Tuesday, 6 September 2011

Fremantle's Parking Problem

Fremantle definitely has a parking problem, and whatever the stats say, one thing in the parking debate is certain - Perth motorists perceive there to be a lack of parking in Fremantle, and that makes them reluctant to visit.

Unfortunately, many of the ‘quick fix’ solutions that I’ve heard put forward to date have been based more on false promises than good research and common sense.  The reality is, given our current urban form and our expectations, achieving an outcome that is beneficial to everyone – residents, businesses, landowners and visitors – can only be accomplished by a multifarious and creative approach.

Here are some of the 'solutions' I've heard mooted, and why I can't accept any of them as the silver bullet for Freo's parking issues:

1.   Introduce free parking and remove time restrictions: This will see demand skyrocket, but does nothing to address the issue of supply.  To me, this represents the quickest way to exacerbate the problem.

2.   Increase supply.  Sounds good - but where exactly will all these new car parks be built?  Anecdotal evidence suggests that most people don't like walking too far from their car to their destinations.  So how do we get more bays in the city centre?  Knock down a bunch of buildings, sacrifice a square or a park or some open space - and watch Fremantle begin to look like a stretch of Albany Highway, or the car park of Carousel Shopping Centre.  Sure, there are no doubt a couple of sites within the city limits that could be utilised without compromising the very essence of Freo that makes it appealing to visitors, but would these be big enough to satisfy demand?  And when we get more motorists in the city centre heading towards these ultra-convenient lots, how are our charming little streets going to handle the increased traffic?

This is a problem that demands innovation and patience.  It's also one that many cities have faced and continue to face, and it only makes sense to look to the rest of the country and the world to see how we can benefit from what they've learnt.

Here are some of the tactics which, in addition to sensibly managing supply, the evidence tells us can make a difference:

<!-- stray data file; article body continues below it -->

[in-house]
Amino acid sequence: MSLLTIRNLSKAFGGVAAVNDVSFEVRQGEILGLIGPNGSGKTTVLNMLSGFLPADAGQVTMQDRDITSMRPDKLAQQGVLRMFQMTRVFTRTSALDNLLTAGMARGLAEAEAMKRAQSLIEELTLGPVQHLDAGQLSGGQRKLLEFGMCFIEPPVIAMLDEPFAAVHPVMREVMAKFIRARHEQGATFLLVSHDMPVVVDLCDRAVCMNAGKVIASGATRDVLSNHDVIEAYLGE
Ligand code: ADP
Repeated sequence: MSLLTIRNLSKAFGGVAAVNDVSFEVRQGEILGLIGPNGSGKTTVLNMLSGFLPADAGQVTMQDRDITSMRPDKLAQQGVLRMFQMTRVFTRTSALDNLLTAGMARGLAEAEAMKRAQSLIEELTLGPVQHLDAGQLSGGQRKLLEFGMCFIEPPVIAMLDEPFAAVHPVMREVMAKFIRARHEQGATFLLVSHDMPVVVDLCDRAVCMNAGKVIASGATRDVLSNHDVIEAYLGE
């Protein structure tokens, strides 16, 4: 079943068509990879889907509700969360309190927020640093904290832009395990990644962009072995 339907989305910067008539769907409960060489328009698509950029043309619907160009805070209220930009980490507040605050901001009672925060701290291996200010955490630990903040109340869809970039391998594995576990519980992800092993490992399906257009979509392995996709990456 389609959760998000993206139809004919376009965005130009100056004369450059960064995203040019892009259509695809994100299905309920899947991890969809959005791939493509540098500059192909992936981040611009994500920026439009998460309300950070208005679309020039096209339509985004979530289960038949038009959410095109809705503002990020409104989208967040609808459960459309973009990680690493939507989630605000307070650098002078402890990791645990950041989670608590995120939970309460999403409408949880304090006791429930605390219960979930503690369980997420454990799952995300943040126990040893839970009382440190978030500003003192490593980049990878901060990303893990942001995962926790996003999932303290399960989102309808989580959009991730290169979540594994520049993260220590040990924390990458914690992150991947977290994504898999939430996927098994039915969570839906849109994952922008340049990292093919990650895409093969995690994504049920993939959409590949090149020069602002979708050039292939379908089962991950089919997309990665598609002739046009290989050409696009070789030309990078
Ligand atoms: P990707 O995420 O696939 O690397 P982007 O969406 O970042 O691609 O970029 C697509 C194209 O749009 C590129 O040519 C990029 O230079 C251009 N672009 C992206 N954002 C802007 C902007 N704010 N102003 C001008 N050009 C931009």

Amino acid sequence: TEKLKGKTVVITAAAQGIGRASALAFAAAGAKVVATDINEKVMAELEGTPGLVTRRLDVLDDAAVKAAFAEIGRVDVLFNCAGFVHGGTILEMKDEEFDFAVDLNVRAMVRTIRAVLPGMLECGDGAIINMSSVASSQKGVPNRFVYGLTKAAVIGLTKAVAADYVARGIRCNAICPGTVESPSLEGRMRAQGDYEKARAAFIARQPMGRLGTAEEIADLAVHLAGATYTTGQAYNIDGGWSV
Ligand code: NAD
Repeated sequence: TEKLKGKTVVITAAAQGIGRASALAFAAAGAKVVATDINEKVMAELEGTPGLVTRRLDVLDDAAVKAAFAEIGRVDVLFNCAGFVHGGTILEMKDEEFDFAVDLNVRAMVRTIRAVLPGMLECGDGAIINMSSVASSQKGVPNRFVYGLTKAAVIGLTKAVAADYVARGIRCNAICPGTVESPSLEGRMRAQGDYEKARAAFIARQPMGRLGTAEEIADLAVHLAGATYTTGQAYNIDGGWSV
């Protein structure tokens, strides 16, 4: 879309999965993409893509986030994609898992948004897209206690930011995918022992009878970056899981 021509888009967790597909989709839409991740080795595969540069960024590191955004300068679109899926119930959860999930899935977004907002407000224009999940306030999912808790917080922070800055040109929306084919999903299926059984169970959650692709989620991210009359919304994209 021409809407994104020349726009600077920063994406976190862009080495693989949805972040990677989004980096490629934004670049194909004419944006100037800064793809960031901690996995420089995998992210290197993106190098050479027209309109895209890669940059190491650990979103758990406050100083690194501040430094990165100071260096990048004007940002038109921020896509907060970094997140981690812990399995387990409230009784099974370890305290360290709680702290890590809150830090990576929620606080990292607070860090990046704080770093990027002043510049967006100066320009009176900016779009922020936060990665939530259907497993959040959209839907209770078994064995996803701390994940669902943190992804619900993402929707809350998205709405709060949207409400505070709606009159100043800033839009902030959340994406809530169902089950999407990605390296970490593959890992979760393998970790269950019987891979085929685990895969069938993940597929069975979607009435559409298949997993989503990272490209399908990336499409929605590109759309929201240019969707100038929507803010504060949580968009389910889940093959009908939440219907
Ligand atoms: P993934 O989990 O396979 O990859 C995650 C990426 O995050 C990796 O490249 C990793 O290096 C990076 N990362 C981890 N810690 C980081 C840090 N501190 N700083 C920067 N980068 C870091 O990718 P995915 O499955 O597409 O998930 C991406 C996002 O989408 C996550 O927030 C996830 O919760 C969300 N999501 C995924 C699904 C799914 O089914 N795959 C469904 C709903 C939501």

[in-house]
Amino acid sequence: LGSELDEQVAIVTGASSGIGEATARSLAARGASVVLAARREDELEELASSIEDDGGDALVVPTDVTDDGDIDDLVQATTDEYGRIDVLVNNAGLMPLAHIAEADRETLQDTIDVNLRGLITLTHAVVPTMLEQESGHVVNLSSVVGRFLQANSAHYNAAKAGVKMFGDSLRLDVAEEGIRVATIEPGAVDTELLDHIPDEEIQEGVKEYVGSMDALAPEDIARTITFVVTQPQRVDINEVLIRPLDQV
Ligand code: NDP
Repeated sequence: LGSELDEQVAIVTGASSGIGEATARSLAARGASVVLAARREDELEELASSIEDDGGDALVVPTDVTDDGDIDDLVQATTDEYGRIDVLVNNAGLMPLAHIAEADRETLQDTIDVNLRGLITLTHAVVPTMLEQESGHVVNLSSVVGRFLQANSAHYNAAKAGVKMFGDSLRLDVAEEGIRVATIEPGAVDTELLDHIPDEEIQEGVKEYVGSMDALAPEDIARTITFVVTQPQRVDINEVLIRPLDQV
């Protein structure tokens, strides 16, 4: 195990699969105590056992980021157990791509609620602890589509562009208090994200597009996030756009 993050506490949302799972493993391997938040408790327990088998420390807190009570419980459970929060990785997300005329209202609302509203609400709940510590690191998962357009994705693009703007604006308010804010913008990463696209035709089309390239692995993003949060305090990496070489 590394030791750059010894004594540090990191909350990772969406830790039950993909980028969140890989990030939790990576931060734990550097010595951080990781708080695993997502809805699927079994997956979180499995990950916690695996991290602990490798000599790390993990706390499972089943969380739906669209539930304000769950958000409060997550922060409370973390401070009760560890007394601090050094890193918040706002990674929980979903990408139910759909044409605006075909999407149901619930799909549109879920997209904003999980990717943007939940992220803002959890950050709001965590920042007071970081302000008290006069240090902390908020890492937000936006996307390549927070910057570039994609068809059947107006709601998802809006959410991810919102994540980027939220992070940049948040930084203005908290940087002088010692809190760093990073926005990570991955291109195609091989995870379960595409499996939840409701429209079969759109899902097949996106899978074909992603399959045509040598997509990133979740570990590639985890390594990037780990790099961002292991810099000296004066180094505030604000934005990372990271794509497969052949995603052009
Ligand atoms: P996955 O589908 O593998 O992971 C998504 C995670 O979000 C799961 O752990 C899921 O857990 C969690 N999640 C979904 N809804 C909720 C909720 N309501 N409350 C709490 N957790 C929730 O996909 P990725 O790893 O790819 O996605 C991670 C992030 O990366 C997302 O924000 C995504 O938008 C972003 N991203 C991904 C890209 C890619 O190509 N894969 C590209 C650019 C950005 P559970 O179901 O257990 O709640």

Making better use of existing parking

Ensure that all our existing parking bays are well-used - and if not, find out why and fix it. 

For instance, my dad is adamant that Fremantle is impossible to park in, while my mum maintains that she never has trouble finding a space.  Why?  In a nutshell, it's because my dad's not that familiar with the area and Fremantle's charming, winding layout can make it difficult for a newcomer to navigate.  Thankfully, there are some obvious ways Council could and should be helping people like my dad. Here are a few:

·     Providing better, innovate signage solutions to assist visiting motorists with locating car parks and navigating the city.
·     Stepping up the use of parking maps included with event promotions in media adverts, the web, etc.
·     Using electronic signage that gets updated at some of the main entrances to the city - '104 bays currently available in Queensgate, 255 in E-Shed' - that kind of thing.

Another reason our current bays are under-utilised is because many lots are located in out-of-the-way, run down areas that make you wonder whether you're going to return to find your car relieved of its sound system.  The Point Street car park, which as a resident is where Council would have me park on weekends, is in one of these areas.  Luckily our car has a tape deck that could only appeal to an antique dealer, but I'm still not happy with my wife having to walk home alone after parking the car there at night.

Fix some of the more obvious dereliction outside of the city's immediate centre and deal with anti-social behaviour, and motorists will be willing to walk just a little bit further for their park.

Expand public transport options

There is a way that visitors can be delivered to the doorstep of the city centre without the need for the West End to be razed for parking - the train.  However, one of the problems with improving public transport is in the gap between knowing and doing.  Whilst most of us know that better public transport can only be a positive thing, the ‘doing’ lies primarily in the hands of state government.

However, our local government should be lobbying the state government for change and support in this area.  As my dad said, “surely the state government knows how important Fremantle is”.  Here are a couple of things that I’ll be pushing for:

·     Free or significantly reduced costs of catching the train into Fremantle on weekends or for special events.
·     The Perth CBD allows people to have free bus trips within a certain radius. Why not in Fremantle? All buses (not just CAT buses) travelling to and from Fremantle train station within a certain radius should be free.
·     Frequency, frequency, frequency!  I appreciate that the above initiatives could take some time to come to fruition, but achieving frequent services and more carriages on trains is a non-negotiable for me.  And it means less waiting time for buses, which I don’t think is an experience many of us enjoy.

With regards to achieving improved transport options for our community, I firmly believe that ‘persistence is to the character of man as carbon is to steel’.